An account is a human-readable identifier that is stored on the blockchain. Every transaction has its permissions evaluated under the configured authority of an account. Each named permission has a threshold that must be met for a transaction signed under that authority to be considered valid. Transactions are signed by utilizing a client that has a loaded and unlocked wallet. A wallet is software that protects and makes use of your keys. These keys may or may not be granted permission to an account authority on the blockchain.
Wallets are clients that store keys that may or may not be associated with the permissions of one or more accounts. Ideally, a wallet has a locked (encrypted) and unlocked (decrypted) state that is protected by a high entropy password. The EOSIO/eos repository comes bundled with a command line interface client called
cleos that interfaces with a lite-client called
keosd and together, they demonstrate this pattern.
An account is a human-readable name that is stored on the blockchain. It can be owned by an individual or group of individuals depending on permissions configuration. An account is required to transfer or otherwise push a transaction to the blockchain.
Authorities determine whether or not any given action is properly authorized.
Every account has two native named permissions
ownerauthority symbolizes ownership of an account. There are only a few transactions that require this authority, but most notably, are actions that make any kind of change to the owner authority. Generally, it is suggested that owner is kept in cold storage and not shared with anyone.
ownercan be used to recover another permission that may have been compromised.
activeauthority is used for transferring funds, voting for producers and making other high-level account changes.
Every permission name has a "parent." Parents possess the authority to change any of the permissions settings for any and all of their children.
In addition to the native permissions, an account can possess custom named permissions that are available to further extend account management. Custom permissions are incredibly flexible and address numerous possible use cases when implemented. Much of this is up to the developer community in how they are employed, and what conventions if any, are adopted.
Custom permissions are arbitrary and impotent until they have been linked to an action.
Permission for any given authority can be assigned to one or multiple
public keys or a valid
Below is the combination of all the above concepts and some loose examples of how they might be practically employed.
This is how an account is configured after it has been created, it has a single key for both the owner and active permissions, both keys with a weight of 1 and permissions both with a threshold of 1. The default configuration requires a single signature to authorize a action for the native permissions.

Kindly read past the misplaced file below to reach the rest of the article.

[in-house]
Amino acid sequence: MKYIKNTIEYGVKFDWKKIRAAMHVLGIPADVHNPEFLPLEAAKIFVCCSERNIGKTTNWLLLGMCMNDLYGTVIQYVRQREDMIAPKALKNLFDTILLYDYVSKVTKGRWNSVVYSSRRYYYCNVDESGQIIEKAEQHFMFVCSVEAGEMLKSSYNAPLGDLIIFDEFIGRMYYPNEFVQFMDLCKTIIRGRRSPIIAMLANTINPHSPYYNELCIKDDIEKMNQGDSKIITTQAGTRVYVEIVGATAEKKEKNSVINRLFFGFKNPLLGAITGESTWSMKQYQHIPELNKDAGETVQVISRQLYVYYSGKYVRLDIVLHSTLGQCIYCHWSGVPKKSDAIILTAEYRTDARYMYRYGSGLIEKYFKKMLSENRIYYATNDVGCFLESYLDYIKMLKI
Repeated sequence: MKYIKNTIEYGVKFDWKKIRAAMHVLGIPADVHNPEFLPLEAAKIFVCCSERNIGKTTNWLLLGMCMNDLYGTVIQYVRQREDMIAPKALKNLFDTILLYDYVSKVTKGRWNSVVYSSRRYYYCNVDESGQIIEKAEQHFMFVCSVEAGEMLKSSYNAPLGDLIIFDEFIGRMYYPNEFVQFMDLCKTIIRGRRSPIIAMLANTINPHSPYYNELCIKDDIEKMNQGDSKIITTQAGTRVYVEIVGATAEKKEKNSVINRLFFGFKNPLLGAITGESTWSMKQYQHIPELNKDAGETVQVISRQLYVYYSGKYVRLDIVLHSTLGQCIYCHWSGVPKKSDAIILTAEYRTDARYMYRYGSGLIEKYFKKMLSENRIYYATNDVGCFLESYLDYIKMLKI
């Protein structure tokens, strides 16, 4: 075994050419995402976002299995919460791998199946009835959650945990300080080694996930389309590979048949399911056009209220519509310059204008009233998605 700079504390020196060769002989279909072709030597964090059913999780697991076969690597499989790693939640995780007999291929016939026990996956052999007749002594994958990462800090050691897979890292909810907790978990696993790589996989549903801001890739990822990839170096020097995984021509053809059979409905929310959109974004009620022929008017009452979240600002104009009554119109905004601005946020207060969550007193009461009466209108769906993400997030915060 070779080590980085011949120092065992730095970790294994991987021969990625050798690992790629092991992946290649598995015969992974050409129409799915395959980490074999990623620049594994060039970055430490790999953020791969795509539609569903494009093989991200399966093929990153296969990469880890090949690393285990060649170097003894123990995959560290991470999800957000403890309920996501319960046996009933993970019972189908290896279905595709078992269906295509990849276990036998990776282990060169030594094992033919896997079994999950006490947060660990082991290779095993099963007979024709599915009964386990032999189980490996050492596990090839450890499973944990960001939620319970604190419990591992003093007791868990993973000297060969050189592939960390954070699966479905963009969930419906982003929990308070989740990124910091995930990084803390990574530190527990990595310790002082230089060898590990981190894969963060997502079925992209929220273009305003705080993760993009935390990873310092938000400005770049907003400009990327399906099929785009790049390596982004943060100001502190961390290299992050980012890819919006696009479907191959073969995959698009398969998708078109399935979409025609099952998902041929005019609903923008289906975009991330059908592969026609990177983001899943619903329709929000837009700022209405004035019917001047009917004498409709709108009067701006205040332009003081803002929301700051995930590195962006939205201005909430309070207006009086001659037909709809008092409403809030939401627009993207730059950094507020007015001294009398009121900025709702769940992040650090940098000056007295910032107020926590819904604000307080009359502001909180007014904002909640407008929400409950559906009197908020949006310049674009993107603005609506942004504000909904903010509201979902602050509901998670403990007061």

@bob account example, this table shows that @bob's owner key has a permissioned weight of 1, and the required threshold to push a transaction under that authority is 1.
To push a transaction under the owner authority, only @bob needs to sign the transaction with his owner key for the transaction to be eligible for validation. This key would be stored in a wallet, and then processed using
While accounts are fully capable of being configured for multi-sig, for most situations the eosio.msig contract is preferred for emulating multi-signature functionality on an account.
The below examples are authorities for a fictional account named
@multisig. In this scenario, two users are authoritized to both the
active permissions of a fictional
@multisig account, with three users permissioned to a custom
publish permission with varying weight.
In this scenario, a weight threshold of 2 is required to make changes to the
owner permission level, which means that because all parties have a weight of 1, all users are required to sign the transaction for it to be fully authorized.
To send a transaction which requires the active authority, the threshold is set to 1. This implies that only 1 signature is required authorize a action from the active authority of the account.
There's also a third custom named permission called publish. For the sake of this example, the publish permission is used to publish posts to the @multisig's blog using a theoretical blog dApp. The publish permission has a threshold of 2, @bob and @stacy both have a weight of 2, and a public key has a weight of 1. This implies that both @bob and @stacy can publish without an additional signature, whereas the public key requires an additional signature in order for a action under the public permission to be authorized.
Thus the above permissions table implies that @bob and @stacy, as owners of the account, have elevated priviledges similar to a moderator or editor. While this primitive example has limitations particularly with scalability and is not necessarily a good design, it does adequately demonstrate the flexible nature of the EOSIO permissions system.
Also, notice in the above table, permissions are set using both an account name and a key. At first glance this may seem trivial, however it does suggest some added dimensions of flexibility.
- @bob and @stacy can be explicitly identified as the owners of this account
- The public key cannot push a action under publish authority without an additional signature from @bob or @stacy
- @bob and @stacy can push a action under publish authority without any additional signatures.